Arctic Hares have adapted to survival and thrived in the extremely harsh conditions of the Arctic. On this page is a list of interesting facts about this Arctic animal
written for both kids and adults. Information on this page includes what they look like and how they have adapted to survival in the Arctic.
Interesting Arctic Hare Facts
The Arctic Hare is the largest hare found in North America.
Arctic Hares live in the northern regions of Canada and Greenland, and on Canadian Arctic islands.
This Arctic animal is a herbivore and actually mostly a folivore (leaf-eating animal). They eat mostly willow leaves, but their diet also includes various plants,
roots, mosses, and berries.
Unlike many animals that live in the Arctic, the Arctic Hare does not hibernate during the coldest months of the year.
Female Arctic Hares give birth to one litter per year, this occurs in spring or the beginning of the summer. The litter is usually 2 to 8 Hares.
These animals are usually very social and sometimes form groups of hundreds or even thousands. They will often huddle together for warmth.
The Arctic Hare has numerous predators, not all of which are present throughout the region it inhabits. These predators include the Arctic Wolf, Arctic fox, Red
fox, Gray wolf, Snowy Owl, Gyrfalcon, Canada Lynx, and Peregrine falcons.
Information on the lifespan of this mammal is limited but many experts believe it to be between three to five years in the wild.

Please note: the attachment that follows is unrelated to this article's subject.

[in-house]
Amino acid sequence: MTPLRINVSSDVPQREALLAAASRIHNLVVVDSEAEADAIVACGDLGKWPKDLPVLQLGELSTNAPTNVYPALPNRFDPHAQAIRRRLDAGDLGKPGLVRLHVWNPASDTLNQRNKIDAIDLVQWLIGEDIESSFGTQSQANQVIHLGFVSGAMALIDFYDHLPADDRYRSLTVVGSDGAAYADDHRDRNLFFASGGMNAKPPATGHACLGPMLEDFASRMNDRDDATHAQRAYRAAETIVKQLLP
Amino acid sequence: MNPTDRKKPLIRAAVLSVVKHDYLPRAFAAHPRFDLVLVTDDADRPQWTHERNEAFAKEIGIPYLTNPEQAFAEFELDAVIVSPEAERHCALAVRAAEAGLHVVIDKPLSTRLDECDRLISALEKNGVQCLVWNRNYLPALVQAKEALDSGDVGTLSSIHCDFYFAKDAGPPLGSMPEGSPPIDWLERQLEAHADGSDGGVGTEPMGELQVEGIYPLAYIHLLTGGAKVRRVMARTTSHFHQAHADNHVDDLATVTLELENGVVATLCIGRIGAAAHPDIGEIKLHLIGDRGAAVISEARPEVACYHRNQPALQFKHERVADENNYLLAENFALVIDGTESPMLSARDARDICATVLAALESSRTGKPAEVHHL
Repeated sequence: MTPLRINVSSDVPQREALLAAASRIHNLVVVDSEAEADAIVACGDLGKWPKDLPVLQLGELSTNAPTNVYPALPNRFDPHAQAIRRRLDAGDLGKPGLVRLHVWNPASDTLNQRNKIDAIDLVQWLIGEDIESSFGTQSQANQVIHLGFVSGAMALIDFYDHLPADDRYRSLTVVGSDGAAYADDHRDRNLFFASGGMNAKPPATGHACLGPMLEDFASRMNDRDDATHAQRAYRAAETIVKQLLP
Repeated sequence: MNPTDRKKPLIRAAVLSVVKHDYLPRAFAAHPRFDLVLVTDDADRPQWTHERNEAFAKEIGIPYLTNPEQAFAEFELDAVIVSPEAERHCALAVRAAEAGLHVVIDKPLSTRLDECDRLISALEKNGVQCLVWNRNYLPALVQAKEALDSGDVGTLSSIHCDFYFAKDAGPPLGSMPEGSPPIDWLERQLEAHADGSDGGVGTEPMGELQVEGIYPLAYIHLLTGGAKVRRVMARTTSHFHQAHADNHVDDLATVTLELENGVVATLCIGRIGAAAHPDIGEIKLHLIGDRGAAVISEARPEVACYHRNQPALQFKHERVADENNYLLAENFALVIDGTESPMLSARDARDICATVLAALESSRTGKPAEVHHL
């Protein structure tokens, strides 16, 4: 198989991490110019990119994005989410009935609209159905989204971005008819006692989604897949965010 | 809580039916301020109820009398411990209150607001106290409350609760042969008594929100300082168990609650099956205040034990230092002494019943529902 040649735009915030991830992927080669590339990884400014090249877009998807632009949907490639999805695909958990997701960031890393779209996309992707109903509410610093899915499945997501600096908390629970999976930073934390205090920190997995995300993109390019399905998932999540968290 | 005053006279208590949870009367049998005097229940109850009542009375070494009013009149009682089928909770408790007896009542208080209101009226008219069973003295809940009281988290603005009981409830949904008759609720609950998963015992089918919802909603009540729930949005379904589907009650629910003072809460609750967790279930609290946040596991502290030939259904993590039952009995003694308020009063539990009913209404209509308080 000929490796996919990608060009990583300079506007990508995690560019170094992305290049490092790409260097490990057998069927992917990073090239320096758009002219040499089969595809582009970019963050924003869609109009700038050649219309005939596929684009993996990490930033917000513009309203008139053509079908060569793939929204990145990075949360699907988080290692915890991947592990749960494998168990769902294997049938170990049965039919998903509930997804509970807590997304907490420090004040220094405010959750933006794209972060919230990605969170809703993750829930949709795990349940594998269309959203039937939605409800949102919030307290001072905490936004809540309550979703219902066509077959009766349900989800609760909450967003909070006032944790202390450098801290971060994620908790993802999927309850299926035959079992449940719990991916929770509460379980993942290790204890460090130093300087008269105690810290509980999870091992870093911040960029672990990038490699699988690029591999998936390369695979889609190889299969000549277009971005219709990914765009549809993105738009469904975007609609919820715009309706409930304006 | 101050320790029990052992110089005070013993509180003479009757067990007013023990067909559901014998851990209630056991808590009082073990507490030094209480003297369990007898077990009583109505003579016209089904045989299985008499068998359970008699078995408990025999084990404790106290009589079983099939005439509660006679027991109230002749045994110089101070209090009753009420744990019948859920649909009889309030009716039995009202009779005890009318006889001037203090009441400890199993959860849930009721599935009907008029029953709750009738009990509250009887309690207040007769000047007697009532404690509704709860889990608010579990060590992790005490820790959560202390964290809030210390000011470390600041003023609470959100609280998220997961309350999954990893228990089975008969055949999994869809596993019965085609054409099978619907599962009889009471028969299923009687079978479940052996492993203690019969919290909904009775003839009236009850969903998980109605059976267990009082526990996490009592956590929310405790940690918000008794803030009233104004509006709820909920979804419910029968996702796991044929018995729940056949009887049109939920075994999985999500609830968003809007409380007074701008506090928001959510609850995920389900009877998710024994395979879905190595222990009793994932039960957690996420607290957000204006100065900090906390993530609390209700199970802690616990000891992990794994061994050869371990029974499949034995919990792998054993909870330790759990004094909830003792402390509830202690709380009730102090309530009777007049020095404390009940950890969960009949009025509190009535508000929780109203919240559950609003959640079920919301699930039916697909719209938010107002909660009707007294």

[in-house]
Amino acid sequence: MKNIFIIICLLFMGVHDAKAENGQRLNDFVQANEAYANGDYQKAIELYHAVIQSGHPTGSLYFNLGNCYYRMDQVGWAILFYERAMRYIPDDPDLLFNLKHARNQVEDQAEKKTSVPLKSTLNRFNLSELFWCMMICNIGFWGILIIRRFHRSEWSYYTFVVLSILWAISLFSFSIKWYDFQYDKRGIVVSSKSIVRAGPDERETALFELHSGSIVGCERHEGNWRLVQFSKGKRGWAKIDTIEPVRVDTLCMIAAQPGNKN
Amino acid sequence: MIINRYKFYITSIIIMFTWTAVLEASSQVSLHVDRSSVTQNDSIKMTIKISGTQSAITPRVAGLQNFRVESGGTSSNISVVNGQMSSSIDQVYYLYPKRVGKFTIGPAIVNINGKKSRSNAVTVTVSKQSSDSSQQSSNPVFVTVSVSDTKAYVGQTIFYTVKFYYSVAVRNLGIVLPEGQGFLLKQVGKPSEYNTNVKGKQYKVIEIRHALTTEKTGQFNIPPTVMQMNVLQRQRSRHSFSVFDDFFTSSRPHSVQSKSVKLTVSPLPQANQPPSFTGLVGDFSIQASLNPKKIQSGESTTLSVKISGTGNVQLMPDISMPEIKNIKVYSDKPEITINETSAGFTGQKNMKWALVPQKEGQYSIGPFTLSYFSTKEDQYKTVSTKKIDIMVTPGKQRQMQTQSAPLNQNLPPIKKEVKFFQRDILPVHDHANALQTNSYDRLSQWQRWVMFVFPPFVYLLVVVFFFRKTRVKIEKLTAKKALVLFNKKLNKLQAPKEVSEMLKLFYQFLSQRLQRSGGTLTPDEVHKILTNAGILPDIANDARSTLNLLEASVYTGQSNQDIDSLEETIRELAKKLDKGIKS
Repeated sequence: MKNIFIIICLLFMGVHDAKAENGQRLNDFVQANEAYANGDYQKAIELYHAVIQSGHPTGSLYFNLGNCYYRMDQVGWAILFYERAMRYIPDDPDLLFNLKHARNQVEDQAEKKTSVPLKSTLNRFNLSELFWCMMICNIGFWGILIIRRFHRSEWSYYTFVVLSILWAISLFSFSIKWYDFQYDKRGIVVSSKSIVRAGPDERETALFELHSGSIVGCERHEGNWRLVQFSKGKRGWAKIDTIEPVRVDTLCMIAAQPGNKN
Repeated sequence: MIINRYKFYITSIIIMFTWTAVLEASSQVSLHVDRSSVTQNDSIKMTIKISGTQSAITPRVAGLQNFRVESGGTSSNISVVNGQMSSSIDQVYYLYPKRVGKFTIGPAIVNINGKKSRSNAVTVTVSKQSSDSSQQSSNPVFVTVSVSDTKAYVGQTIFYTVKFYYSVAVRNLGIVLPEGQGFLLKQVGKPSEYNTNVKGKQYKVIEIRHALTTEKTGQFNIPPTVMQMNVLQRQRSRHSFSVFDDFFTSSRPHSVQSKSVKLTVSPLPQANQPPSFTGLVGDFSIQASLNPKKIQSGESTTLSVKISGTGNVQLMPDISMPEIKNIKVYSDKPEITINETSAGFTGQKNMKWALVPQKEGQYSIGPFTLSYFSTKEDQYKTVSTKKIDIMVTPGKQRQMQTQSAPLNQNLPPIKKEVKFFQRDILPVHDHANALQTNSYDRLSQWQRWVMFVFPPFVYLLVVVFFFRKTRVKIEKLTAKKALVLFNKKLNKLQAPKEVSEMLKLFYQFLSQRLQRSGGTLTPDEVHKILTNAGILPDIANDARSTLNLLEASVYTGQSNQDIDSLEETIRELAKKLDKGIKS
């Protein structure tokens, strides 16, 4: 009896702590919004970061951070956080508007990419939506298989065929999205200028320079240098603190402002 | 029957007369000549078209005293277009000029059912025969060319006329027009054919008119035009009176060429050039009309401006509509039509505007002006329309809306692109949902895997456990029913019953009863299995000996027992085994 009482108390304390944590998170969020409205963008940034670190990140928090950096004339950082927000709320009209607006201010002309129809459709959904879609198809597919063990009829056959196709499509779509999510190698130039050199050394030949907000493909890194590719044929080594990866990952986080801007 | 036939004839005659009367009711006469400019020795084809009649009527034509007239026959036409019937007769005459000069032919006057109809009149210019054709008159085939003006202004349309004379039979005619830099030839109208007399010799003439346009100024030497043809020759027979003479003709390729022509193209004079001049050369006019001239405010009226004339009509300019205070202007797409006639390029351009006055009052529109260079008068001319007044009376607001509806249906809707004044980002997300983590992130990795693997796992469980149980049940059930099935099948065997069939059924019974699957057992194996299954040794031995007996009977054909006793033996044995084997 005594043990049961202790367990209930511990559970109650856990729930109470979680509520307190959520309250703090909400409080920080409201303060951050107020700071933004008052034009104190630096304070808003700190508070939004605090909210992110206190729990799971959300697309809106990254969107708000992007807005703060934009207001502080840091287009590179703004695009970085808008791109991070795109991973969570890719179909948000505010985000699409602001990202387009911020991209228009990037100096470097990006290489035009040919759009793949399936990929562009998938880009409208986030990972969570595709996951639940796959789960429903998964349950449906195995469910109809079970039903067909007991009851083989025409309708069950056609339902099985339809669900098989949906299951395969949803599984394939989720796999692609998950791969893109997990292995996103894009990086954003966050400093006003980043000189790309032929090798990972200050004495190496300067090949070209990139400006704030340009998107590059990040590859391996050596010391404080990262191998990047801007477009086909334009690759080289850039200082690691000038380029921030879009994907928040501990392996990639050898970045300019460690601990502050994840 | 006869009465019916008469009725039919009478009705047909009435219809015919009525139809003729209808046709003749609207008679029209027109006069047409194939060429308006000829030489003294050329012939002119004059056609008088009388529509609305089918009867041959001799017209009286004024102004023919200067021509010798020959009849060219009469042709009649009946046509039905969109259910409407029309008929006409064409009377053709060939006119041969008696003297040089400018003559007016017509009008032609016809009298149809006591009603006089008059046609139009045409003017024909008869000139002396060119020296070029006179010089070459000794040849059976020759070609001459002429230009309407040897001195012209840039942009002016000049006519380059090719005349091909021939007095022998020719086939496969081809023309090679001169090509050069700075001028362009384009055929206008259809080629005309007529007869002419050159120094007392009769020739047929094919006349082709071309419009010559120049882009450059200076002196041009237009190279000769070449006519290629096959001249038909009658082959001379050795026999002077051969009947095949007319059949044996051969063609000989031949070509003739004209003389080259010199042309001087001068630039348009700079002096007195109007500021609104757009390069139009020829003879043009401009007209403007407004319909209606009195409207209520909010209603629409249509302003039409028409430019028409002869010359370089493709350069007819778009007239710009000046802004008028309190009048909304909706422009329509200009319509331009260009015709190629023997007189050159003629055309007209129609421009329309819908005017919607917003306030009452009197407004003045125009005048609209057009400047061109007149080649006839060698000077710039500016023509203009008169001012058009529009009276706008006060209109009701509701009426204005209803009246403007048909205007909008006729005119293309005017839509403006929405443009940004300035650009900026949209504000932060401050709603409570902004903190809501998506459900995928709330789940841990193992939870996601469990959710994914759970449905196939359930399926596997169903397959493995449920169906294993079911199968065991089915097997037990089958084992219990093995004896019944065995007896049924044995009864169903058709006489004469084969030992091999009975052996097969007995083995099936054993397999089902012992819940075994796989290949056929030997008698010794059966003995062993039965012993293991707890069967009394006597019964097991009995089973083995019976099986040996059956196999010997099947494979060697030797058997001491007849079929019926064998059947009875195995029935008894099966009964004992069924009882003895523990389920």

Arctic Hare Species
There are four living subspecies of Arctic Hare they are:
Lepus arcticus arcticus
Lepus arcticus banksii
Lepus arcticus groenlandicus
Lepus arcticus monstrabilis
Arctic Hare Physical Appearance
Members of this species who live the furthest north have fur that stays white all year whereas the fur of the ones that live further south in their range turns
grayish brown in the warmer summer months.
The length of Arctic Hares ranges from 17 to 28 inches (43 to 70 centimeters) excluding their tail.
Their tail measures between 1.8 - 4 inches (4.6 - 10.16 centimeters).
The weight of an Arctic Hare is usually between 6 - 12 pounds (2.5 - 5.5 kilograms).
Their claws are relatively long compared to hares in other regions.
This animal has short ears that have black tips.
Arctic Hare Adaptations Facts
The fur color of this hare changes contingent upon its environment in order to provide the appropriate camouflage. Members of this species that live far north have
fur that stays white year round to match the year round snow cover; whereas the fur of members that live further south will turn grayish brown in warmer month, as the
snow melts away, to match the ground color.
In order to escape speedy predators, like the Arctic Wolf, Arctic hares have developed great speed and can move at up to 37 miles per hour (59.5 kilometers per
hour) for short burst.
Food can often be scarce in the Arctic where many plants do not grow and those that do are often covered by snow. The long claws of this hare are needed to dig
through packed snow to get to food and to pull plants out of hard frozen rocky ground.
Unlike hares that live in warmer regions the Arctic Hare has relatively short ears; which have developed that way to limit its body's exposure to the cold.